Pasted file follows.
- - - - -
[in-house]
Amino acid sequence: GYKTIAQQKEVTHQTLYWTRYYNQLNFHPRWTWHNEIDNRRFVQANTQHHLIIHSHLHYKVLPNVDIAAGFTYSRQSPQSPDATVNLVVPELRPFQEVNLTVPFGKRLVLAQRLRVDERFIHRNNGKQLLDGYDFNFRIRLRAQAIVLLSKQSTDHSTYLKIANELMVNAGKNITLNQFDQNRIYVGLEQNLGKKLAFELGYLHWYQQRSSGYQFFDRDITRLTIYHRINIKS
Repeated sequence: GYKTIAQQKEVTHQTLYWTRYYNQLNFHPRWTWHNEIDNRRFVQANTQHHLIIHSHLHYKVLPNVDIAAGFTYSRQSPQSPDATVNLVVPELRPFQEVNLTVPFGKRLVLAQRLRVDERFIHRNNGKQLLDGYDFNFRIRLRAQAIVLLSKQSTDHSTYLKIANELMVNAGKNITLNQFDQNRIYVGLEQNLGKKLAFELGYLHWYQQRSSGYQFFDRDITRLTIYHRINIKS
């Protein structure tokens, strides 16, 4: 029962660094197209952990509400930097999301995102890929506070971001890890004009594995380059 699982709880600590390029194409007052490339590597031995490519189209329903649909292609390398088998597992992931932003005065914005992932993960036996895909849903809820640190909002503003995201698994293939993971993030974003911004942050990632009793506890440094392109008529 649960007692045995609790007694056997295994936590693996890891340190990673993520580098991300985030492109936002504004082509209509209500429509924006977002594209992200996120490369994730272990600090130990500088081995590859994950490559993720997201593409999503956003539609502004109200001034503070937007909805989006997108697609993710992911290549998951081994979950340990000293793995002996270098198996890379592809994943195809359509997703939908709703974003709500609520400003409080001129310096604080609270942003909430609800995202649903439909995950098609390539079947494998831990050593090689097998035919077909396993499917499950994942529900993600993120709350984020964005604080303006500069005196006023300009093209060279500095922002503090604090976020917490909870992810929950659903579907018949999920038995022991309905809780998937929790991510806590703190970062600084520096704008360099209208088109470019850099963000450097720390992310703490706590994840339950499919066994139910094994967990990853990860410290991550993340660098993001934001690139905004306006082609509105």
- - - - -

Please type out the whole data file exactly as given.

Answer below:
[in-house]
Amino acid sequence: GYKTIAQQKEVTHQTLYWTRYYNQLNFHPRWTWHNEIDNRRFVQANTQHHLIIHSHLHYKVLPNVDIAAGFTYSRQSPQSPDATVNLVVPELRPFQEVNLTVPFGKRLVLAQRLRVDERFIHRNNGKQLLDGYDFNFRIRLRAQAIVLLSKQSTDHSTYLKIANELMVNAGKNITLNQFDQNRIYVGLEQNLGKKLAFELGYLHWYQQRSSGYQFFDRDITRLTIYHRINIKS
Repeated sequence: GYKTIAQQKEVTHQTLYWTRYYNQLNFHPRWTWHNEIDNRRFVQANTQHHLIIHSHLHYKVLPNVDIAAGFTYSRQSPQSPDATVNLVVPELRPFQEVNLTVPFGKRLVLAQRLRVDERFIHRNNGKQLLDGYDFNFRIRLRAQAIVLLSKQSTDHSTYLKIANELMVNAGKNITLNQFDQNRIYVGLEQNLGKKLAFELGYLHWYQQRSSGYQFFDRDITRLTIYHRINIKS
């Protein structure tokens, strides 16, 4: 029962660094197209952990509400930097999301995102890929506070971001890890004009594995380059 699982709880600590390029194409007052490339590597031995490519189209329903649909292609390398088998597992992931932003005065914005992932993960036996895909849903809820640190909002503003995201698994293939993971993030974003911004942050990632009793506890440094392109008529 649960007692045995609790007694056997295994936590693996890891340190990673993520580098991300985030492109936002504004082509209509209500429509924006977002594209992200996120490369994730272990600090130990500088081995590859994950490559993720997201593409999503956003539609502004109200001034503070937007909805989006997108697609993710992911290549998951081994979950340990000293793995002996270098198996890379592809994943195809359509997703939908709703974003709500609520400003409080001129310096604080609270942003909430609800995202649903439909995950098609390539079947494998831990050593090689097998035919077909396993499917499950994942529900993600993120709350984020964005604080303006500069005196006023300009093209060279500095922002503090604090976020917490909870992810929950659903579907018949999920038995022991309905809780998937929790991510806590703190970062600084520096704008360099209208088109470019850099963000450097720390992310703490706590994840339950499919066994139910094994967990990853990860410290991550993340660098993001934001690139905004306006082609509105």